There are also houses and farm buildings which have been transported from across Sweden for preservation at the museum. It was a bit surreal to be walking between virtually deserted villages, occasionally catching a glimpse of someone in period dress. As you can see, the souvenir headband from my Scottish adventure was getting well worn!

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If you are visiting Stockholm and want some tips for what to see, I would definitely recommend checking out the Vasamuseet, which is also on Djurgarden. It was completely amazing! The museum houses the Vasa ship, which sank in Stockholm harbour on its maiden voyage in 1628 and was refloated and preserved in the 1960s. It’s absolutely enourmous, and the salvagers were able to preserve the ship almost in its entirety. My completely rubbish photo does not do it justice. Maritime history is a huge part of Stockholm culture, and the Vasa really felt like the jewel in the crown of all of the city’s exhibits.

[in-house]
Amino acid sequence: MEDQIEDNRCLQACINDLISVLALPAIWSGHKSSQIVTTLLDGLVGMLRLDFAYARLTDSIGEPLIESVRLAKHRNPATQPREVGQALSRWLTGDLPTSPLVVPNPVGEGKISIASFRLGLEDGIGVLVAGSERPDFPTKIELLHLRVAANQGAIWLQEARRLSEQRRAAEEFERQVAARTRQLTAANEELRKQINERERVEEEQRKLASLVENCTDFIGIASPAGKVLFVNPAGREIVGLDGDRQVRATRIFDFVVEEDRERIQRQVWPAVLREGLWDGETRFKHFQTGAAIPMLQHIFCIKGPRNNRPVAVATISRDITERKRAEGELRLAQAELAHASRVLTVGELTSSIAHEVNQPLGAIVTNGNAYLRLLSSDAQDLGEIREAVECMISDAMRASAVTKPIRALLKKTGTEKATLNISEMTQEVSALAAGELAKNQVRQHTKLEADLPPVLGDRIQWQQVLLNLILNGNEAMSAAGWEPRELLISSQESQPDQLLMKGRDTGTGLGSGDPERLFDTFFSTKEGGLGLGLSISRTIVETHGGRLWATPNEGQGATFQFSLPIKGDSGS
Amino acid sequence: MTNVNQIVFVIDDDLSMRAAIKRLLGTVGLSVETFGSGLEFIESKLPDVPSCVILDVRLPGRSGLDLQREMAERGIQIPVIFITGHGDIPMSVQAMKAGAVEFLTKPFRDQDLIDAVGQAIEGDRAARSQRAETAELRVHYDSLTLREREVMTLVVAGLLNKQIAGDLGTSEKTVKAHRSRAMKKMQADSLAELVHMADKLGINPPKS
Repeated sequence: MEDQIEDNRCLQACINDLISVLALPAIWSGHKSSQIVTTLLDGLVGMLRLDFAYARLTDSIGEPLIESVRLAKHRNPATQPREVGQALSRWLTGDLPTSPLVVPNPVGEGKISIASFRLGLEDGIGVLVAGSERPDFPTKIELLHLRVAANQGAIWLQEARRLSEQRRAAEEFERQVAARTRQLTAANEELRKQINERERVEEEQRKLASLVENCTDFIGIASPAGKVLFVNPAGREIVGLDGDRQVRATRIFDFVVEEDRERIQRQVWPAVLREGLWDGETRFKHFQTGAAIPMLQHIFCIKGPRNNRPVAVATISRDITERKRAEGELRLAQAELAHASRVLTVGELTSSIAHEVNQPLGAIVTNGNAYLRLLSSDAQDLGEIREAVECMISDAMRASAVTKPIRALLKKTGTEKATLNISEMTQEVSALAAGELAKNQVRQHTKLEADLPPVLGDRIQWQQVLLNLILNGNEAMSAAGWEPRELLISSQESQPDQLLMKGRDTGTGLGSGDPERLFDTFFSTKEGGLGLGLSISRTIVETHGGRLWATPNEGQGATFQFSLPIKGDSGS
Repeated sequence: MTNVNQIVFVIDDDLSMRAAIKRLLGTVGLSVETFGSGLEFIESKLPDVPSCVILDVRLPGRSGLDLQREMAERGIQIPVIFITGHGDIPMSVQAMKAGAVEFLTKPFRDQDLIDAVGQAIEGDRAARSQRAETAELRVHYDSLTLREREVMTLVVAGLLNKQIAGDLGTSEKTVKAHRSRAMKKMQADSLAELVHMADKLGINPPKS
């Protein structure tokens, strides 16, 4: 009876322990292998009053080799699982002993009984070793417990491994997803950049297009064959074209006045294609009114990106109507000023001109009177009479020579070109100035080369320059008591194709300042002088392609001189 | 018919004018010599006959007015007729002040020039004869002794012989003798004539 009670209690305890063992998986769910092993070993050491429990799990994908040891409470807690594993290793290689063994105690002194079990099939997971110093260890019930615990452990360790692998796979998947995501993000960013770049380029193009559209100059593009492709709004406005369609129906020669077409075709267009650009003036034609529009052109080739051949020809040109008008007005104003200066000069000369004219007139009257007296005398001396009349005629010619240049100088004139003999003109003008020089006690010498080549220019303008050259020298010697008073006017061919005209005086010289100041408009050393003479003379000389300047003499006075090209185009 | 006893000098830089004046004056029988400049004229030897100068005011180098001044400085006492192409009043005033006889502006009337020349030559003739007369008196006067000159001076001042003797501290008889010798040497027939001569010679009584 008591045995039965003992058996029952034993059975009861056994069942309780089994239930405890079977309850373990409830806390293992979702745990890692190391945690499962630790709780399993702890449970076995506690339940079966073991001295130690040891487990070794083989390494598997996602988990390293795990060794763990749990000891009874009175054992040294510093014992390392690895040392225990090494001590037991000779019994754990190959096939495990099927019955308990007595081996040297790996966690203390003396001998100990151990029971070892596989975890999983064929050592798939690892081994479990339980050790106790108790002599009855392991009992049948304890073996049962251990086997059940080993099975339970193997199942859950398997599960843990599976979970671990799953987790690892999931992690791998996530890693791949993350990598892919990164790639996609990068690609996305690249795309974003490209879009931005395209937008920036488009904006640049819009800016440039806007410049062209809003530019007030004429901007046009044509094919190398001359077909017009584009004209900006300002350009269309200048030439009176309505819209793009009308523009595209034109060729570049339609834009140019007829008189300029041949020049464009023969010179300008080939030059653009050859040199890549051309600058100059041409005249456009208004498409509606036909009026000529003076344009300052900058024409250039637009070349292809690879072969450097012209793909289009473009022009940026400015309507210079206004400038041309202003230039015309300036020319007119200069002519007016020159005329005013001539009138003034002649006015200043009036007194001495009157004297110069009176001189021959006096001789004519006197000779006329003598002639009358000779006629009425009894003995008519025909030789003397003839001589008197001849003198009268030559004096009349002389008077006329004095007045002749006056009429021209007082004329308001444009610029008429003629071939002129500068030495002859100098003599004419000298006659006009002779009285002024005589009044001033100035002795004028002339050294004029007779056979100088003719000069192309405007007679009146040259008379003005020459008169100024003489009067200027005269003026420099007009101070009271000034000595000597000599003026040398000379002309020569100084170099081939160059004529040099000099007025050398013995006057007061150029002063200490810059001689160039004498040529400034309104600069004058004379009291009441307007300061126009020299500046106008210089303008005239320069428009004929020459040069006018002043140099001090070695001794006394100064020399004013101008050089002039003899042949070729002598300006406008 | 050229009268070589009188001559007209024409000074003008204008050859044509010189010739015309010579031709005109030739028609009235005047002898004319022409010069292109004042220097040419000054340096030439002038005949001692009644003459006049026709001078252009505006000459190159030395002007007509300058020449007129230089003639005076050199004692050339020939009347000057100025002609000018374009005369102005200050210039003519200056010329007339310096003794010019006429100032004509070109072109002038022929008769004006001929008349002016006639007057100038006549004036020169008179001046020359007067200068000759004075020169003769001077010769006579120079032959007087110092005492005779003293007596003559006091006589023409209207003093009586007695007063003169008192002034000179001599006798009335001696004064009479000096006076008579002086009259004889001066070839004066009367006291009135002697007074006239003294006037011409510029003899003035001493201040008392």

Even when I wasn’t visiting museums, I thought Stockholm was a really cool city to walk around and get lost in. I spent hours strolling around in the old town of Gamla Stan, which is full of gift shops and boutiques, and round the suburb of Sodermalm, where much of the action of Steig Larsson’s The Girl with the Dragon Tattoo is set.

One fact that I learned whilst in Stockholm is that The Moomins are some of Sweden’s national treasures! The original stories were actually written by a Finn called Tove Jansson, but were originally published in Swedish – they seem to have an enduring appeal here.

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I spotted some gorgeous Moomin cookie cutters during my wanderings around Gamla Stan, and I can’t wait to use them to produce some delicious Swedish cookies. I also couldn’t possibly leave Sweden without a souvenir of the iconic Dalecarlian, or Dala horse.

My time in Stockholm seemed too short, but soon enough it was time to move on to my next destination – an excursion into Norway for a few days before returning to Sweden. Next stop, Trondheim!